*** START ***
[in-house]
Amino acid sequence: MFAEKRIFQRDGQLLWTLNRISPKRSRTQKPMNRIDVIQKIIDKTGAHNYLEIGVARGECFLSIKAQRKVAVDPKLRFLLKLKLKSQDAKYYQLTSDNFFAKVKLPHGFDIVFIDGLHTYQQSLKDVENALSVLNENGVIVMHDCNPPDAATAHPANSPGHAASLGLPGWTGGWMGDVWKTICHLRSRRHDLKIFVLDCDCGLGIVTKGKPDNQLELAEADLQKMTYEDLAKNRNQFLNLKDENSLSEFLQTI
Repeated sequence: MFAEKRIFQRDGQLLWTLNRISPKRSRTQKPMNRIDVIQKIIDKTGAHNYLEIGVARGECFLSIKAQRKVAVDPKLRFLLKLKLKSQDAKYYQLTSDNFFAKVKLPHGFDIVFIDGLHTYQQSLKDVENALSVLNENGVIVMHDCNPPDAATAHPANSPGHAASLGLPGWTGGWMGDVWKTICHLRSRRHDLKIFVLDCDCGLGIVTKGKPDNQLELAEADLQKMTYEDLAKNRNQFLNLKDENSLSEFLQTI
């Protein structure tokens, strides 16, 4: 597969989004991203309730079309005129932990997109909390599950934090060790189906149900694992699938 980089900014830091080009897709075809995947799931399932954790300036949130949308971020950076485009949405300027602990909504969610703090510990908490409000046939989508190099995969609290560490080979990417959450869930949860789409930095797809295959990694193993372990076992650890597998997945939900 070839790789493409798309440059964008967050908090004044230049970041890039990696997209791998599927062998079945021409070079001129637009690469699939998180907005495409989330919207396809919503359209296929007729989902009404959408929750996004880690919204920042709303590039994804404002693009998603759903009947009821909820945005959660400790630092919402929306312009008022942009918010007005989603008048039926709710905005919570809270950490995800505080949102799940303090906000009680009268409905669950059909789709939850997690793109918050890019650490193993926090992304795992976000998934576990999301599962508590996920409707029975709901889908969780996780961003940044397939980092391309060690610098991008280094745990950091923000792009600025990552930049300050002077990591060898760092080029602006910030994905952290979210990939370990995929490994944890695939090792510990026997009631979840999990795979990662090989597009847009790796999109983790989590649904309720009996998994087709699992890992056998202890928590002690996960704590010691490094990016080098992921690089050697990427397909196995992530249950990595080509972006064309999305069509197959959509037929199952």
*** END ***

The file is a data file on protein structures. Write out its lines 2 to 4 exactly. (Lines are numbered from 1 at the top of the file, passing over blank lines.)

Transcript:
Amino acid sequence: MFAEKRIFQRDGQLLWTLNRISPKRSRTQKPMNRIDVIQKIIDKTGAHNYLEIGVARGECFLSIKAQRKVAVDPKLRFLLKLKLKSQDAKYYQLTSDNFFAKVKLPHGFDIVFIDGLHTYQQSLKDVENALSVLNENGVIVMHDCNPPDAATAHPANSPGHAASLGLPGWTGGWMGDVWKTICHLRSRRHDLKIFVLDCDCGLGIVTKGKPDNQLELAEADLQKMTYEDLAKNRNQFLNLKDENSLSEFLQTI
Repeated sequence: MFAEKRIFQRDGQLLWTLNRISPKRSRTQKPMNRIDVIQKIIDKTGAHNYLEIGVARGECFLSIKAQRKVAVDPKLRFLLKLKLKSQDAKYYQLTSDNFFAKVKLPHGFDIVFIDGLHTYQQSLKDVENALSVLNENGVIVMHDCNPPDAATAHPANSPGHAASLGLPGWTGGWMGDVWKTICHLRSRRHDLKIFVLDCDCGLGIVTKGKPDNQLELAEADLQKMTYEDLAKNRNQFLNLKDENSLSEFLQTI
């Protein structure tokens, strides 16, 4: 597969989004991203309730079309005129932990997109909390599950934090060790189906149900694992699938 980089900014830091080009897709075809995947799931399932954790300036949130949308971020950076485009949405300027602990909504969610703090510990908490409000046939989508190099995969609290560490080979990417959450869930949860789409930095797809295959990694193993372990076992650890597998997945939900 070839790789493409798309440059964008967050908090004044230049970041890039990696997209791998599927062998079945021409070079001129637009690469699939998180907005495409989330919207396809919503359209296929007729989902009404959408929750996004880690919204920042709303590039994804404002693009998603759903009947009821909820945005959660400790630092919402929306312009008022942009918010007005989603008048039926709710905005919570809270950490995800505080949102799940303090906000009680009268409905669950059909789709939850997690793109918050890019650490193993926090992304795992976000998934576990999301599962508590996920409707029975709901889908969780996780961003940044397939980092391309060690610098991008280094745990950091923000792009600025990552930049300050002077990591060898760092080029602006910030994905952290979210990939370990995929490994944890695939090792510990026997009631979840999990795979990662090989597009847009790796999109983790989590649904309720009996998994087709699992890992056998202890928590002690996960704590010691490094990016080098992921690089050697990427397909196995992530249950990595080509972006064309999305069509197959959509037929199952």